Dear Mr. Berko:

I’ve worked for the government for 23 years. The government does all my retirement stocks and bonds, and it also gives me a good pension and pays for all my health insurance, which is lucky for me. Last week, my brother told me that he worries about the $16,000 a year he pays for health insurance for himself, his wife and his three kids and about his retirement plan, which isn’t doing well. He works in the private sector. I had to lend him $3,200 to help him with his health plan. When I told my neighbor, who is at Humana, she said some rates could triple next year. Fortunately, my brother and his wife have part-time jobs that pay in cash, or they would never make it. I have never been in stocks and think health insurance stocks would be a good place to put money. I have $4,300 to invest. What insurance stock do you think would make me the most money?

-- H.G., Kankakee, Ill.




Dear H.G.:

You are, indeed, very lucky. The state of Illinois, sometimes misnamed the Land of Lincoln, is officially the most dishonest state government in the country. Last March, the Securities and Exchange Commission filed civil fraud charges (SEC v. Illinois), and now there’s talk among some of the legislators about bankruptcy. If you have a chance to read the charges, it might encourage you to vote against gun control. I remember hearing Claude Kirk, the flamboyant ex-governor of Florida, saying something like, “Show me a state where its legislators have not become wealthy, and I will show you a state that is well-run for its citizens.” I think there are lots of very wealthy legislators in Illinois. I know there are in Florida.

WellPoint Inc. (WLP-$77.91) and UnitedHealth Group Inc. (UNH-$61.38) are two health insurers that could benefit enormously in 2014 and beyond as rates explode. Several folks I know in the business tell me that next year’s health insurance rates could increase by between 50 and 300 percent and that rates for 2015 and 2016 may increase by between 20 and 40 percent. And health insurers are privately warning brokers that rates will rise significantly because of the “Affordable” Care Act. This is at odds with the Obama administration, which insists the law “makes health care more affordable” and “gives you better access to care.”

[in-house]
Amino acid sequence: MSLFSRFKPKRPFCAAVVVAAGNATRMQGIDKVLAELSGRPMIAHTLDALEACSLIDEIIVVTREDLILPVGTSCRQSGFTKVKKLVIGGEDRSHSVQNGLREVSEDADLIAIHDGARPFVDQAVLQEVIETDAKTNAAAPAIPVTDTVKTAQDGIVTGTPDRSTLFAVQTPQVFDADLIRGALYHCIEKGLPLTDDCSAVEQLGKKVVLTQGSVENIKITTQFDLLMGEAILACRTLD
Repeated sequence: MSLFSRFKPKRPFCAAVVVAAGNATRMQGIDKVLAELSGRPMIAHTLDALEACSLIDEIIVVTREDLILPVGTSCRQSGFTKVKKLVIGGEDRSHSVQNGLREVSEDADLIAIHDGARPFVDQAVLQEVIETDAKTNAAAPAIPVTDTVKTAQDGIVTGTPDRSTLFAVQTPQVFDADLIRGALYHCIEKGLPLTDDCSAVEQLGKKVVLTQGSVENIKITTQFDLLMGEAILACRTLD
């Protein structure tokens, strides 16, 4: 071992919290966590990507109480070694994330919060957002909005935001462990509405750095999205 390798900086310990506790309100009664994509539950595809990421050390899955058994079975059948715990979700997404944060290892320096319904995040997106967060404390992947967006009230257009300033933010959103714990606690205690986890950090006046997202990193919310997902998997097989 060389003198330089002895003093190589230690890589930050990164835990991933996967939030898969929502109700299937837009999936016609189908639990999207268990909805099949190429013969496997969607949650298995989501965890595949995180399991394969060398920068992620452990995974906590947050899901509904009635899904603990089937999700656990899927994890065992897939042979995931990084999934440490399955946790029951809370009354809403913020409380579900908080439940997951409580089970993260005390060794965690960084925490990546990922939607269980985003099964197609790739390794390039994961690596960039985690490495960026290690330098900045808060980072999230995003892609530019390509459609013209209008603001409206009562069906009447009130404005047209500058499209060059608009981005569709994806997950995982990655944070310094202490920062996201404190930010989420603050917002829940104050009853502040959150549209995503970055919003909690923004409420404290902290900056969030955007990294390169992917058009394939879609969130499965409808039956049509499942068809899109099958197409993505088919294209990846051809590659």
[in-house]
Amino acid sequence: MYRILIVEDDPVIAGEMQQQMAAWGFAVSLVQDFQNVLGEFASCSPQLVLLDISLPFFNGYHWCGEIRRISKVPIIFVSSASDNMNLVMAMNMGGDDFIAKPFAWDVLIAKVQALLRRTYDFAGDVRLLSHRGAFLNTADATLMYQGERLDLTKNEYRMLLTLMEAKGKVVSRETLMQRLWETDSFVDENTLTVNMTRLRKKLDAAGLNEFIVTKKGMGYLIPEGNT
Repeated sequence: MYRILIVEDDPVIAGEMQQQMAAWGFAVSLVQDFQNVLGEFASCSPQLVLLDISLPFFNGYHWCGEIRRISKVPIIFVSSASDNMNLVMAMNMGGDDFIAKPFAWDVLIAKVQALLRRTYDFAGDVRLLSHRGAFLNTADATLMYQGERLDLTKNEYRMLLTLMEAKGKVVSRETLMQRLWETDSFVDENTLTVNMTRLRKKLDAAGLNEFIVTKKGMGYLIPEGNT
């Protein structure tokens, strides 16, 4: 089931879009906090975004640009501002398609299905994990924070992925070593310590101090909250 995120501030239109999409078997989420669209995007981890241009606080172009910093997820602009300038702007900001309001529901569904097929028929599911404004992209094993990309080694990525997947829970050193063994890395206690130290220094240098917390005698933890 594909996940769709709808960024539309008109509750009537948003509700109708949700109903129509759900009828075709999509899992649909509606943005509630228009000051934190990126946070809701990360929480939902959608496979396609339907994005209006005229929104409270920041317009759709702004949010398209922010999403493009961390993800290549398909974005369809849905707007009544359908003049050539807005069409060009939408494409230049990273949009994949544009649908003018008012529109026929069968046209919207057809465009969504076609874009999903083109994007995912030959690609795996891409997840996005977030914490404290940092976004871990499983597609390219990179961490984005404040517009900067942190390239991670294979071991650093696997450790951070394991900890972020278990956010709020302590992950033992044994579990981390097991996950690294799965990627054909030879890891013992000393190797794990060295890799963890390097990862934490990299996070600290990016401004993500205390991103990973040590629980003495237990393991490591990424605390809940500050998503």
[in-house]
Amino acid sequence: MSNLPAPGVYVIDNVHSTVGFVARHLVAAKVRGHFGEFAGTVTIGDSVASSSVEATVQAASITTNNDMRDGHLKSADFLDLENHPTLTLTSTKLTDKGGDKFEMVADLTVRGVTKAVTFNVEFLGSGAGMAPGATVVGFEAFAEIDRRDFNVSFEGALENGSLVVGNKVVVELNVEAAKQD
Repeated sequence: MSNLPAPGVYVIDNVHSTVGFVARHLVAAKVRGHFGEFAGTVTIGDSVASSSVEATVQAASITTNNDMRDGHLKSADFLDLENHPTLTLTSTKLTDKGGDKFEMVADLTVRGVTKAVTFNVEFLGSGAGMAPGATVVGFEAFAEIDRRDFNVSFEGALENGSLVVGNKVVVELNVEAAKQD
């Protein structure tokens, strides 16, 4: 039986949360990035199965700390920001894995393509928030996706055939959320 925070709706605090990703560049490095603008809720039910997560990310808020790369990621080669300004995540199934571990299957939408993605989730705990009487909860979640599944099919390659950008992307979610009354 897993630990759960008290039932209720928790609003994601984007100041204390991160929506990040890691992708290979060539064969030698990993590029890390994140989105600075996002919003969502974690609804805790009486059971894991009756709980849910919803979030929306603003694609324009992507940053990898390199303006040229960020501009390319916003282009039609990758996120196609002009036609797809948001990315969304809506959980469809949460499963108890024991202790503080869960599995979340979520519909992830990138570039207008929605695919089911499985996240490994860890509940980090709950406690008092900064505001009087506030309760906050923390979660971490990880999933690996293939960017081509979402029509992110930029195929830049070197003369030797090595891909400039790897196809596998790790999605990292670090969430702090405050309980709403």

How sad; we can’t trust Congress, and we can’t trust the administration. Please remember the above quote next year when rates go nuclear. And it won’t be long until only the wealthy can afford to remain healthy.

WLP is a $72 billion-revenue insurer, fighting clumps of class-action suits, racketeering suits, civil suits and complaints, which so far have cost the company hundreds of millions of dollars. I wouldn’t trust this company to insure a wombat. But lots of policyholders sue WLP, and lots of attorneys make a good living because management’s insatiable appetite for profits exceeds its concerns for policyholders. WLP is expected to earn $7.45 a share ($1.4 billion) this year on $72 billion in revenues, and per-share profits for the following years are expected to be enormously impressive. There should be attractive share appreciation in WLP.

UNH is a slightly larger company, with 2013 revenues of $124 billion, and is expected to earn $5.50 a share ($5.5 billion) this year. And next year, those numbers will be considerably higher. Did you know that Steve Hemsley, UNH’s CEO, earned $35 million last year, thanks to generous policyholders? It’s estimated that the top 10 health insurers (private and public) will net $78 billion this year. And you could double that if insurers didn’t have to pay salaries to hundreds of thousands of employees or pay for the rent, utilities, office supplies, bookkeeping, legal, accounting, travel, advertising, phones, computers, pension contributions, entertainment and contributions to members of Congress – from your premium dollars.

In the next four years, I think WLP and UNH could trade at $165 and $140, respectively. These companies are cash cows and, like the international arms business, have zero exposure to loss. Invest here and you will be pleased as a pasha.